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When Horror and Loss Intersect: Traumatic Experiences and Traumatic Bereavement

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Abstract

Members of the clergy serve on the front lines as caregivers for individuals whose lives have been forever changed by life-threatening traumatic events, and by the sudden traumatic deaths of loved ones. This article is intended to provide useful information to clergy about the nature of traumatic experiences, predictable human reactions to them, and ways that clergy can be helpful in restoring psychological and spiritual equilibrium among their service recipients when bad things happen to good people. We first review several types of traumatic events, making a distinction between natural disasters and those that involve human perpetration. Next, two common pathologic reactions, PTSD and complicated or prolonged grief, are described. Current theoretical models for the disorders are discussed, along with description of the intersection of the two disorders. We then present aspects of spirituality as key resources in recovery from traumatic exposure and loss, emphasizing their role in making meaning of tragic experiences. Finally, key principles for clergy to follow in providing psychological first aid to those in crisis after a traumatic experience are discussed.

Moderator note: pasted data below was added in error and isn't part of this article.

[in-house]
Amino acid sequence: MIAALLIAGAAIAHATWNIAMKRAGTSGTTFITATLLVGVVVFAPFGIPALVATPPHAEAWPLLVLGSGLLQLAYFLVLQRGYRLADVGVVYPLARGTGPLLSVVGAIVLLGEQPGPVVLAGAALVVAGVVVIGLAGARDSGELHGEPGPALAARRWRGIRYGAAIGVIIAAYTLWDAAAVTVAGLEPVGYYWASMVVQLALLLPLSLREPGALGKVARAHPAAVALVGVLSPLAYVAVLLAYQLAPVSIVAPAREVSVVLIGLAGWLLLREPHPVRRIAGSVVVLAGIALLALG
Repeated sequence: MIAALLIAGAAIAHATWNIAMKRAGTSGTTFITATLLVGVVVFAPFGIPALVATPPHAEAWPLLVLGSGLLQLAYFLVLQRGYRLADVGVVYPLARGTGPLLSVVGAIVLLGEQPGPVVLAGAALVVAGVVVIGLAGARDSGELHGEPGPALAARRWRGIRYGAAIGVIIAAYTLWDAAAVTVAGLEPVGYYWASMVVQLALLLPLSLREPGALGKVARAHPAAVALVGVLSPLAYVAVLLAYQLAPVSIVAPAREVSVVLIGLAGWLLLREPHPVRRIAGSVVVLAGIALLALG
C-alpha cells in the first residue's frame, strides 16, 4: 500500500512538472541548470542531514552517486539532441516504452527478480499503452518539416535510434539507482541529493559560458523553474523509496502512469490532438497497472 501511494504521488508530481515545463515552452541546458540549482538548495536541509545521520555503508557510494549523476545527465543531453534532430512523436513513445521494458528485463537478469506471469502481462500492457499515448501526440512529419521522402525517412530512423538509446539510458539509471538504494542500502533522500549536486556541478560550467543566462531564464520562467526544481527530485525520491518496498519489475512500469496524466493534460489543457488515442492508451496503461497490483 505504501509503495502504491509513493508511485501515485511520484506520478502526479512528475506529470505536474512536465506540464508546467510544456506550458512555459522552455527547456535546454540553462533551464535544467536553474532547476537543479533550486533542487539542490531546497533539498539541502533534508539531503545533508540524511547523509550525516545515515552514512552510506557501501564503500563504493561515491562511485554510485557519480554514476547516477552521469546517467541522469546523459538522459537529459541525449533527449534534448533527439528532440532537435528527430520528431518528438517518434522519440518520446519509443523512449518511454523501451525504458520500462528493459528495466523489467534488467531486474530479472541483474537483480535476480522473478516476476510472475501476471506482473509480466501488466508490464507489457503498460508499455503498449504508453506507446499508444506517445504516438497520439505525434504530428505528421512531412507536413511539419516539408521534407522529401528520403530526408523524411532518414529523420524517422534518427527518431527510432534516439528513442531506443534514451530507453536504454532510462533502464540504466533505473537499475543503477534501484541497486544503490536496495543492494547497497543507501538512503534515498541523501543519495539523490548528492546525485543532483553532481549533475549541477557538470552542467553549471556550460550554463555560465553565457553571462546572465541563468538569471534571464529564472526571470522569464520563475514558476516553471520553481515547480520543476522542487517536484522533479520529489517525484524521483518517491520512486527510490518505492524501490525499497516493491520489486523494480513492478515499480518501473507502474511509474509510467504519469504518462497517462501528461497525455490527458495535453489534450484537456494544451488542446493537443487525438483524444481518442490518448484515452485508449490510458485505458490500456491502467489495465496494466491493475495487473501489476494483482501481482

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The opinions or assertions contained herein are the private views of the authors and not to be construed as official or reflecting the views of the U.S. Government or the Department of Veterans Affairs.

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Correspondence to Kent Drescher.

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Drescher, K., Foy, D.W. When Horror and Loss Intersect: Traumatic Experiences and Traumatic Bereavement. Pastoral Psychol 59, 147–158 (2010). https://doi.org/10.1007/s11089-009-0262-2

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